Digression of Marriage

June 4, 2012
By scb13 BRONZE, Storch Road, Pennsylvania
scb13 BRONZE, Storch Road, Pennsylvania
1 article 0 photos 0 comments

“It’s final. From now on you are no longer married, you no longer live together, and you have no legal connections.”

The divorce attorney's words rang through Kate’s head, taking on a nightmarish, mocking quality, as she tried to sleep. No matter what she did, or whom she thought of, Kate simply could not stop replaying the events of the afternoon over and over. She knew that her marriage with Mark was slipping through her fingers like grains of sand. She knew that most marriages don’t work out, and that there was always next time. She knew that this would eventually end; didn’t she always? No, deep down in Kate’s head, she remembered. She remembered how they first felt, how they met, how things used to be. But when did everything fall apart? Now Mark is gone and all that remains is a shattered life, messy and complex. As Kate drifted to sleep, she remembered back, back to when life was good.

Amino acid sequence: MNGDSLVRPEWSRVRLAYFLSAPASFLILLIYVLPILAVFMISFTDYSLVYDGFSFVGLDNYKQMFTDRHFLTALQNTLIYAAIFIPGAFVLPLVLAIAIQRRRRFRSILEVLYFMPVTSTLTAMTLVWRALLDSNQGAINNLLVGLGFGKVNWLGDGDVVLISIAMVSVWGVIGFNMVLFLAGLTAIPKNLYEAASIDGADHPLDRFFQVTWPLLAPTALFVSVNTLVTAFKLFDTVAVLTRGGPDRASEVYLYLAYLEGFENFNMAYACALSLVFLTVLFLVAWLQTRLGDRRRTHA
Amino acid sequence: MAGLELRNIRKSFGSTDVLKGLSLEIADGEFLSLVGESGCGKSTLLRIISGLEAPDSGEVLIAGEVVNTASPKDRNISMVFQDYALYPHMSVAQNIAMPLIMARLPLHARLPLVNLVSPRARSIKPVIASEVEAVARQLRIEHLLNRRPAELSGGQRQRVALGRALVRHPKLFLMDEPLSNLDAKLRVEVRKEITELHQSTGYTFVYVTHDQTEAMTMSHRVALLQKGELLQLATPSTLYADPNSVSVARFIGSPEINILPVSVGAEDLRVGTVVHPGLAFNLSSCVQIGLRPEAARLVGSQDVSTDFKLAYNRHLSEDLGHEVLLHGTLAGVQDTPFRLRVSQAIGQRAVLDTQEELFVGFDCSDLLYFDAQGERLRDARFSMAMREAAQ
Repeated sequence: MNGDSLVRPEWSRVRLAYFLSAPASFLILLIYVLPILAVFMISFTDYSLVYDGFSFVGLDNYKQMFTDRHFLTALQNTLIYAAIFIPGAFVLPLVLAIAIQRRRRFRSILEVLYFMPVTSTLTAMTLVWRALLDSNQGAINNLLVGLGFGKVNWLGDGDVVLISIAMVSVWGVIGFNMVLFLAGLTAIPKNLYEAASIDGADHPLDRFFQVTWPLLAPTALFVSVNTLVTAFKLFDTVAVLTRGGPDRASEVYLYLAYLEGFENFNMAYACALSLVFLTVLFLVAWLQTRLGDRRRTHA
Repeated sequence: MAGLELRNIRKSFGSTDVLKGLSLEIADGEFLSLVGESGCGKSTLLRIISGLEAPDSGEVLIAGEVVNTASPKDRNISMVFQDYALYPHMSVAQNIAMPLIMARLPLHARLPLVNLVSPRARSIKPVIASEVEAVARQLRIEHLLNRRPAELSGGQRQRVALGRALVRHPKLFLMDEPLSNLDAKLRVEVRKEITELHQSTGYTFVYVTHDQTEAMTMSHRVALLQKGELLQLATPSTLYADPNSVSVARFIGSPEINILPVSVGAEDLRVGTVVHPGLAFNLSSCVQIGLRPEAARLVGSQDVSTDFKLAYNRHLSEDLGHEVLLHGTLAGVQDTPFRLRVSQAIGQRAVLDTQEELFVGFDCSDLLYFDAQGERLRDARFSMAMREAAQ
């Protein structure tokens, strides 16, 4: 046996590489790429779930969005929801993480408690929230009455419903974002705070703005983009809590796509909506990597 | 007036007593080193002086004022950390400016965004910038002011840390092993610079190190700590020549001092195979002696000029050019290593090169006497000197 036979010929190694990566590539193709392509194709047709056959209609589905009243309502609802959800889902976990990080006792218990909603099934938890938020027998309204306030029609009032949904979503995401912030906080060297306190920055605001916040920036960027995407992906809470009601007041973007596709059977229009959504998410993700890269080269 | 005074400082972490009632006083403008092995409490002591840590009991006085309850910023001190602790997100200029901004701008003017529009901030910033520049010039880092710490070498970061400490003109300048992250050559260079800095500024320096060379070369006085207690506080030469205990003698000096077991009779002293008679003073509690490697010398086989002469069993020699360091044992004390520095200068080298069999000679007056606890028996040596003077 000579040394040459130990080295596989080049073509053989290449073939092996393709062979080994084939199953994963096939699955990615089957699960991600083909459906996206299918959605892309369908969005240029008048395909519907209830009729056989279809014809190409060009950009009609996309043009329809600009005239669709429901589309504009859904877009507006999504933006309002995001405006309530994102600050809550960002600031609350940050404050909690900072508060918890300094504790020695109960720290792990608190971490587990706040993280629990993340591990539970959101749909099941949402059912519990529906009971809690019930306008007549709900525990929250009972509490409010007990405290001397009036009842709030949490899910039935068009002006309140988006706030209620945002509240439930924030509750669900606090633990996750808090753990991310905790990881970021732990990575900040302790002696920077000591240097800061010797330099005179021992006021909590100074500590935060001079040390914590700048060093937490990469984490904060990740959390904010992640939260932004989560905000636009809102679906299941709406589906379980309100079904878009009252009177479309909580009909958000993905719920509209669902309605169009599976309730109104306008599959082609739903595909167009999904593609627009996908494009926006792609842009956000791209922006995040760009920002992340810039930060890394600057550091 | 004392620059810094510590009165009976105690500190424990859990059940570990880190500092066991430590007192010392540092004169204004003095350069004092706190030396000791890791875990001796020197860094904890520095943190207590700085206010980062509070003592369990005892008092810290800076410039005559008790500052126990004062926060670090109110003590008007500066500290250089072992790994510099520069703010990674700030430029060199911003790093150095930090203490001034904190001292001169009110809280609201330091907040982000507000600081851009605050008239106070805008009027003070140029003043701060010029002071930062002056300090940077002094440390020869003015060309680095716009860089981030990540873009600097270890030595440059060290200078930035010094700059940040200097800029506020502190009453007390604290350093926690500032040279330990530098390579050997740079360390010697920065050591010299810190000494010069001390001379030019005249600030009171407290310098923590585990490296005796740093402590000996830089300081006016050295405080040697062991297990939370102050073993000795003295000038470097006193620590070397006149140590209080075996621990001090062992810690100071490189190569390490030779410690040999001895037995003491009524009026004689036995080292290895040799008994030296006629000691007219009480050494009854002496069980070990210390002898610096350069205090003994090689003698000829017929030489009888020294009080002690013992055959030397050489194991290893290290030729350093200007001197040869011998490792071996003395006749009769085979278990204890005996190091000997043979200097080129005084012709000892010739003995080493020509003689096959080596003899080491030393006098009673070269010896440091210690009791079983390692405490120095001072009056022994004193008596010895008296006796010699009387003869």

It was after she had graduated college that she met Mark, but her story began long before that.

* * *
Her junior year in college, studying French in Paris, Kate’s life was everything a twenty year-old could hope for: fast, classy, alluring, and yes, romantic. In the city of lights, Kate met her first real love, John. He traveled around painting scenes from the city. On a bright June day, John found Kate sitting in a park, and asked to paint her.